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Villages is a work of fiction. Names, characters, places and incidents are the products of the author’s imagination or are used fictitiously.

Any resemblance to actual events, locales, or persons, living or dead, is entirely coincidental. The graphics program DigitEyes mentioned herein bears no relation to any actual computer entity of the same name.

2012 Random House Trade Paperback Edition

Copyright © 2004 by John Updike

All rights reserved.

Published in the United States by Random House Trade Paperbacks, an imprint of The Random House Publishing Group, a division of Random House, Inc., New York.

RANDOM HOUSE TRADE PAPERBACKS and colophon are trademarks of Random House, Inc.

Originally published in hardcover in the United States by Alfred A. Knopf, a division of Random House, Inc., in 2004.

David Updike walked me through MIT, and Charles Gardiner and Ken Schneider kindly scanned the computer parts of this novel. But errors and missteps are all my own. —J.U.

Portions of the first four chapters were previously published in The New Yorker magazine under the titles “Sin: Early Impressions” and “Elsie by Starlight.”

eISBN: 978-0-307-41764-0

Cover design: Gabrielle Bordwin

Cover art: Pieter Bruegel the Elder, The Wedding Dance, c.1566 (detail) (Bridgeman Art Library)


Ah, love, let us be true

To one another! for the world, which seems

To lie before us like a land of dreams,

So various, so beautiful, so new,

Hath really neither joy, nor love, nor light,

Nor certitude, nor peace, nor help for pain.…


“Dover Beach”



Title Page




   ii.   VILLAGE SEX—I

  iii.   THE HUSBAND












Other Books by This Author

About the Author

i. Dream On, Dear Owen

For a long time, his wife has awoken early, at five or five-thirty. By the rhythms of her chemistry, sometimes discordant with Owen’s, Julia wakes full of affection for him, her companion on the bed’s motionless voyage through that night of imperfect sleep. She hugs him and, above his protests that he is still sleeping, declares in a soft but relentless voice how much she loves him, how pleased she is by their marriage. “I’m just so happy with you.”

This after twenty-five years of life together. He is seventy, she sixty-five; her announcement, newsworthy to her, slightly insults him: how could it be otherwise? After all their trials, and the pain they gave others. They waded through; here they are, on the other side. She tugs at him; she twists his head in order to kiss his mouth. But his lips are puffy and numb with sleep, and in his anesthetized state, his nerves misaligned, it feels like an attempt to suffocate him; it rubs him, as people used to say, the wrong way. After a few minutes more of lovestricken fidgeting, while he stubbornly fails to respond, protecting the possibility of returning to his precious dreams, Julia relents and rises from the bed, and Owen, gratefully stretching himself into her vacated side, falls asleep for another hour or two.

One morning in this last, stolen hour he dreams that, in a house he does not know (it has a shabby, public air to it, as of a boarding-house or a hospital), faceless official presences guide him into a room where, on a bed like theirs, two single beds yoked together to make a king-size, a man—rather young, to judge from the smoothness of his blond body, with its plump buttocks—lies upon his wife’s body as if attempting resuscitation or (not at all the same thing) concealment. When, under silent direction from the accompanying, officiating presences, this stranger removes himself, Owen’s wife’s body, also naked, is revealed, supine: the white relaxed belly, the breasts flattened by gravity, her dear known sex in its gauzy beard of fur. She is dead, a suicide. She has found the way out of her pain. Owen thinks, If I had not interfered with her life, she would be still alive. He yearns to embrace her and breathe her back to life and suck back into himself the poison that his existence has worked upon hers.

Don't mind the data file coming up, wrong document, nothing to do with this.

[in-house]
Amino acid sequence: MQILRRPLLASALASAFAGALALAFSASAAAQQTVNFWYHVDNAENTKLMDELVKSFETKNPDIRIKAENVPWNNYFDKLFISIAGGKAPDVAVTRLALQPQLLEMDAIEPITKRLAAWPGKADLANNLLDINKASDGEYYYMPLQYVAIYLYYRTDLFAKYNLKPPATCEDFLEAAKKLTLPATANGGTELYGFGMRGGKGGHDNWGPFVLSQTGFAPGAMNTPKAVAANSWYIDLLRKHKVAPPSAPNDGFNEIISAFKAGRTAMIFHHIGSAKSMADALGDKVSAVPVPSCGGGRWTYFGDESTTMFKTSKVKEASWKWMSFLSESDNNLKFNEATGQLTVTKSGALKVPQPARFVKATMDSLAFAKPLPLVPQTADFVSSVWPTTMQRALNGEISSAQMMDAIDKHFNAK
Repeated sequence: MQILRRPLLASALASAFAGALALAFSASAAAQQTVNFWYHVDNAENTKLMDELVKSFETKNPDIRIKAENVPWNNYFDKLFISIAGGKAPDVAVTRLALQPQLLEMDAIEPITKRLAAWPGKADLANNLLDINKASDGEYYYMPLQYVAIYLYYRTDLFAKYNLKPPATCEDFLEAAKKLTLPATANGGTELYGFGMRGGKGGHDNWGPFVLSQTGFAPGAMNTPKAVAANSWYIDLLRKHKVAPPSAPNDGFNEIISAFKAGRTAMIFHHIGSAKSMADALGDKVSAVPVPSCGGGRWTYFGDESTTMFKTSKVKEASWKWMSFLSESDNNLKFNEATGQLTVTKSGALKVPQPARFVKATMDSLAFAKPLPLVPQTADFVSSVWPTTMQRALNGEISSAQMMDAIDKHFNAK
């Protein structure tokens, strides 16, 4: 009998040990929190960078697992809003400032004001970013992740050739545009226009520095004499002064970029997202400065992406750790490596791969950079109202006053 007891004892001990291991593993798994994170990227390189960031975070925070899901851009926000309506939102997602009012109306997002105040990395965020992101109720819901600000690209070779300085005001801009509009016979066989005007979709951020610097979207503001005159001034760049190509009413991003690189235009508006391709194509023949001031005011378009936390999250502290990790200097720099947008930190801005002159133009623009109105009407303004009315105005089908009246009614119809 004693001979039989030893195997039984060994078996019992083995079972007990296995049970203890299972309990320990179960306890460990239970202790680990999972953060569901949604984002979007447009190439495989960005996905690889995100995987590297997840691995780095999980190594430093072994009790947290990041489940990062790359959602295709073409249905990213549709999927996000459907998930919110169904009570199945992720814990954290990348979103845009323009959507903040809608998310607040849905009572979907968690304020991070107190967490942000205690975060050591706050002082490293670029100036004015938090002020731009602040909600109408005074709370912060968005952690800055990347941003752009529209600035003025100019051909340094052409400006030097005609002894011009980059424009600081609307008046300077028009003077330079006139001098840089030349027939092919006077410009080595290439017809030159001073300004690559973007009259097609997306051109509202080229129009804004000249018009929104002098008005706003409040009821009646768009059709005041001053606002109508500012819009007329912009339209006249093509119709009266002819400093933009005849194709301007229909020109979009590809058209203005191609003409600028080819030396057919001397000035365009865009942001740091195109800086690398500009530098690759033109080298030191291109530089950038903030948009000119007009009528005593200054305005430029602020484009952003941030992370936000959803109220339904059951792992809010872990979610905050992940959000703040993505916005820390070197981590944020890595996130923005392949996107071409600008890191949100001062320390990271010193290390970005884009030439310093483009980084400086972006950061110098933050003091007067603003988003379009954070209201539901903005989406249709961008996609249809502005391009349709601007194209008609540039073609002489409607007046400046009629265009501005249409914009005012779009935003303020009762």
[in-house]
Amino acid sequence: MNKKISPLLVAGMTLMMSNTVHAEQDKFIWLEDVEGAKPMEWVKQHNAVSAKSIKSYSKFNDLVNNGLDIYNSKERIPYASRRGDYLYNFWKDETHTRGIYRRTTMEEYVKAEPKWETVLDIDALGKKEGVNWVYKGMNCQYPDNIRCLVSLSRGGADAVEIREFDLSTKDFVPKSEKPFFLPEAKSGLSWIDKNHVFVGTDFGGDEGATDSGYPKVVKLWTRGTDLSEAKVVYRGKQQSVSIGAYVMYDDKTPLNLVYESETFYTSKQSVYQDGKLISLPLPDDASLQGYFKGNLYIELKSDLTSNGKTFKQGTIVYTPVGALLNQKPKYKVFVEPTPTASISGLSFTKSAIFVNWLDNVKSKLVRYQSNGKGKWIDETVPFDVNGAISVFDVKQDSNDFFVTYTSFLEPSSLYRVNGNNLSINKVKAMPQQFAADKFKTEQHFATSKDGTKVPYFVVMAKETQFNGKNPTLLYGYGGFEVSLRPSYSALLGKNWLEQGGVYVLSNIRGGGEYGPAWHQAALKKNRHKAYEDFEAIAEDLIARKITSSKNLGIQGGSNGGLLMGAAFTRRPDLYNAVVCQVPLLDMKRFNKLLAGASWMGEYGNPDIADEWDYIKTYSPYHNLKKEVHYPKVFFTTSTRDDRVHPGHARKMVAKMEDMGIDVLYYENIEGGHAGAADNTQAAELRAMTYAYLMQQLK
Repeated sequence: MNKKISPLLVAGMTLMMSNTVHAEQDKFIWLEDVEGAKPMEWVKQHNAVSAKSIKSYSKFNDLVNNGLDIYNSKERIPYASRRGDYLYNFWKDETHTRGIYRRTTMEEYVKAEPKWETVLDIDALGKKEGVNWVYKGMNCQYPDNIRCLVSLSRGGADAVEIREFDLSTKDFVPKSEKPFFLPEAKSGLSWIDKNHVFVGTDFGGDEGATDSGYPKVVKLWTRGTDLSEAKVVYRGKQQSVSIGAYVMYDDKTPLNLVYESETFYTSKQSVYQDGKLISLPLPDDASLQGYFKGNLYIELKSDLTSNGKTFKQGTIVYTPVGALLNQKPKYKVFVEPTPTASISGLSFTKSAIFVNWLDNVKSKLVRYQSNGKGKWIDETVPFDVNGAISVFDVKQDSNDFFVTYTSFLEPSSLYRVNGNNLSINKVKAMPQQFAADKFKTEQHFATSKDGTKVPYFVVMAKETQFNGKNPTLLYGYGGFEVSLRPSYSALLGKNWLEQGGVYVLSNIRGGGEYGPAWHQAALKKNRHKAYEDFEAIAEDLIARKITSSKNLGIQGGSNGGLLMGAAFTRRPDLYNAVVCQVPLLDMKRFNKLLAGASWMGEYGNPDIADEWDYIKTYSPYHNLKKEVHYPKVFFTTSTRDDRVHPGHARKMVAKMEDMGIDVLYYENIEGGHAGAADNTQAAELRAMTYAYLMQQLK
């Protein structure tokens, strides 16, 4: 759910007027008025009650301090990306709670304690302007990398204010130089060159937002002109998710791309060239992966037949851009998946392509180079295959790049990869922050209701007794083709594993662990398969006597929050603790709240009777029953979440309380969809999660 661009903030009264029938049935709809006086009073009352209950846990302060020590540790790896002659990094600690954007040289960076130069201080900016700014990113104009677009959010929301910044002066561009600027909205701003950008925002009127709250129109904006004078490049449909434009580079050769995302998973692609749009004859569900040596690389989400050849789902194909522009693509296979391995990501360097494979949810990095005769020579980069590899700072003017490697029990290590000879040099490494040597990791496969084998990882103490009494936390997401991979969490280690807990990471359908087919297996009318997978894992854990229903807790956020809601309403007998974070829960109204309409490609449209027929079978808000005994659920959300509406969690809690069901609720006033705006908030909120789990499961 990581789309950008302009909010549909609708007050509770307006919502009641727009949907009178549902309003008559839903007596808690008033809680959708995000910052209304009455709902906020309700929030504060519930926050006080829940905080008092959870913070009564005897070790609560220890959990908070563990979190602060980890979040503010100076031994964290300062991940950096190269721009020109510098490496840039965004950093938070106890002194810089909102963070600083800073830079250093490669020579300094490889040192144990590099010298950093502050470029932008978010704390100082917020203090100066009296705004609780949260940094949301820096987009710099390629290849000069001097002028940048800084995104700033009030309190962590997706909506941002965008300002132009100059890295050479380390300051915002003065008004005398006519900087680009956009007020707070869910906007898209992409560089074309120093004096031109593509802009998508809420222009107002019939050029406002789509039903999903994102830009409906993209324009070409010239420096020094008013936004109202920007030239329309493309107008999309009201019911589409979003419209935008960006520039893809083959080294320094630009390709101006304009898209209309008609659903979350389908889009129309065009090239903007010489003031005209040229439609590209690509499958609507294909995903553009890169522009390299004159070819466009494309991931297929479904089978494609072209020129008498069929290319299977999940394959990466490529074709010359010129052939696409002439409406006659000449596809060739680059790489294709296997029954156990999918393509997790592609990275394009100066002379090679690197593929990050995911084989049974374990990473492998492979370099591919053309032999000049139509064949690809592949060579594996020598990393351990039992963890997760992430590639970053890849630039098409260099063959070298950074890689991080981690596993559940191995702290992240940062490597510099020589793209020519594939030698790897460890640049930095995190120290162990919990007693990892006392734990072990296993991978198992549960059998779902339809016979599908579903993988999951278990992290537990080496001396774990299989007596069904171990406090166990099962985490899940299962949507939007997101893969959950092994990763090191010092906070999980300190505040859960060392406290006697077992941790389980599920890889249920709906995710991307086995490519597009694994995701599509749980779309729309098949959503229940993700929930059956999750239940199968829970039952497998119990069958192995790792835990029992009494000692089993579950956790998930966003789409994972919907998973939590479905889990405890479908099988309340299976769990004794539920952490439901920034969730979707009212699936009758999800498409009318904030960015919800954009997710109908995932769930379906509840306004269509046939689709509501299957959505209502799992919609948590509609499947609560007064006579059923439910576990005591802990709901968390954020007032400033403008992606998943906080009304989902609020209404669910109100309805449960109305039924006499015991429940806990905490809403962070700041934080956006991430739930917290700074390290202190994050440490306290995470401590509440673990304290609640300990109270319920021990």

Then, slowly, reluctantly, as one lifts one’s attention from a still-unsolved puzzle, he wakes up, and of course she is not dead; she is downstairs generating the smell of coffee and the rumble of an early news show: several bantering voices, male and female. Traffic and weather, Julia loves them both, they never cease to interest her, these chronic daily contingencies, though she quit commuting to Boston three years ago. He can hear the blue rubber flip-flops she insists on wearing, as if forever young and dressed for a beach, slap back and forth in the kitchen, refrigerator to countertop to breakfast table, and then to sink and trashmasher and dishwasher and on into the dining room, watering her plants. She loves her plants with the same emotional organ, perhaps, with which she loves the weather. The noise the flip-flops make, and the hazard they represent to her footing—she keeps slipping on the stairs—irritate him, but he does like the sight of her bare toes, spread slightly apart, as on hardworking Asian feet, their little joints whitened by the tension of keeping her flip-flops on. She is a small, dense-bodied brunette; unlike his first wife, she takes a good smooth tan.

Some days, half-roused, he finds the way back to sleep only by remembering one of the women, Alissa or Vanessa or Karen or Faye, who shared with him the town of Middle Falls, Connecticut, in the ’sixties and ’seventies. His hand gripping his drowsy prick, he relives having one of them beneath him, beside him, above him, brushing back her hair as she bends her face to his swollen core, its every nerve crying out for moist, knowing contact; but today is not one of those days. The strengthening white sun of spring glares brutally beneath the window shade. The real world, a tiger unwounded by his dream, awaits. It is time to get up and shoulder

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